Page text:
The long running themes of FX’s The Americans have been parenthood and loyalty to country. Since episode one of the show, the two themes have been a source of conflict for the series’ main characters, Phillip and Elizabeth Jennings (Matthew Rhys and Keri Russell), KGB operatives working in America during the Reagan 80s. Posing as a typical suburban couple who run a travel agency, Phillip and Elizabeth have gradually found a way to love each other after their marriage was arranged and they were shipped to the U.S. as young adults. However, there has never been a question about the love they feel for their two children, 14-year-old Paige (Holly Taylor, who gets better each season) and 12-year-old Henry (Keidrich Sellati). Mom and Dad have to this point agreed that the kids should have the right to choose what life they want when the time comes. At the end of season two, though, we learned that Mother Russia has other plans for the Jennings kids.
In the finale of season two, Phillip and Elizabeth learned that the Soviets want to induct Paige into the KGB, part of a new initiative to train the offspring of their operatives. The Jennings are adamant that this won’t be happening. As season three of this superb spy drama opens, it’s clear that what they want may not matter as far as their government is concerned.
The return of an old friend, their original handler (a wonderful Frank Langella), complicates the situation. With a soft touch, he tries to persuade Phillip and Elizabeth into fulfilling their duty to the Motherland and start training Paige. Making matters worse, Elizabeth learns that her mother, still living in the Soviet Union, is dying of cancer. As she grieves for a woman she hasn’t seen in over 20 years, Elizabeth begins to question her own motherhood and would it be so wrong if her daughter grew up to be like her. Phillip, on the other hand, struggles with a new assignment: seducing a 17-year-old high school girl to get access to her father’s records. Pursuing this girl only forces him to double down on not letting Paige near their line of work.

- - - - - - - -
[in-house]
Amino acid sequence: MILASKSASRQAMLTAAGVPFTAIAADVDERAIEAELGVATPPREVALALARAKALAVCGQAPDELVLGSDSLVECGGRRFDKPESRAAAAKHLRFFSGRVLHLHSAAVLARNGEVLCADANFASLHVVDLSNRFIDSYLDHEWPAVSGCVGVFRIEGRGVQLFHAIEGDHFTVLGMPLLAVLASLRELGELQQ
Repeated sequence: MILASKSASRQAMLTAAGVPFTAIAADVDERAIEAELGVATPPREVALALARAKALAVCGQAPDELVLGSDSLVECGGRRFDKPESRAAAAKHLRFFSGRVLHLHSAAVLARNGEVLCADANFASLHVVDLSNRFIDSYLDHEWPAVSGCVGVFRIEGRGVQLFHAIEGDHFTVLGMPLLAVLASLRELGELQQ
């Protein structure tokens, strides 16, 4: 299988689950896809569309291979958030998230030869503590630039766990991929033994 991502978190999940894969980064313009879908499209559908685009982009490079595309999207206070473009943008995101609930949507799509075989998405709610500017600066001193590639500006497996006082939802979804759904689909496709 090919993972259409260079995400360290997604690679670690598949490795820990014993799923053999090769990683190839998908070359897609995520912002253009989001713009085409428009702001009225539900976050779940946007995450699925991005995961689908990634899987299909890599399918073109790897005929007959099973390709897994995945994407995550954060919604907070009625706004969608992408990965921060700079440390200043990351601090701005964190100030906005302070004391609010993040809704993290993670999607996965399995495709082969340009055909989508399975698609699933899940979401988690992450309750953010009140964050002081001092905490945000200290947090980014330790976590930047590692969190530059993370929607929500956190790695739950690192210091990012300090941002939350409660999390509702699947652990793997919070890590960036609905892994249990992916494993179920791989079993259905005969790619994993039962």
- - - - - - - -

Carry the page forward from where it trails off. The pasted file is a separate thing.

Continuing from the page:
Still, keeping Paige from their secret lives is getting difficult, her suspicions about her parents are deepening. If only Paige was all Phillip and Elizabeth had to worry about. The FBI is getting close, and now the CIA is in the mix. The Americans has always found a way to be on the most intriguing thrillers on TV, but also one very insightful family drama. But it’s not just the Jennings. Stan Beeman (Noah Emmerich), the FBI agent who lives across the street (and who just may be Phillips’ best friend) is going through his own family issues. His estranged wife now lives with another man and he has no relationship with his son. Stan is lost and lonely. That his Russian mistress, Nina (Annet Mahendru) has been shipped off to a Russian gulag only makes his heart heavier.
Unlike many binge worthy dramas, The Americans is dense with plot and an attention to detail that requires pinpoint attention and sometimes repeated viewings. While some may see this as a drawback (which may suggest why this show struggles in the ratings), I have always found the show to be one of the most rewarding on television. Never afraid to use silence to drive home a point or ratchet up the tension, The Americans has never been rat-a-tat-tat in dialogue and action. That’s what makes it so unusual and enjoyable. And after three seasons, the show keeps getting better.
The Americans Season 3 DVD is available now. Special features include deleted scenes and a featurette on the war for Paige’s soul.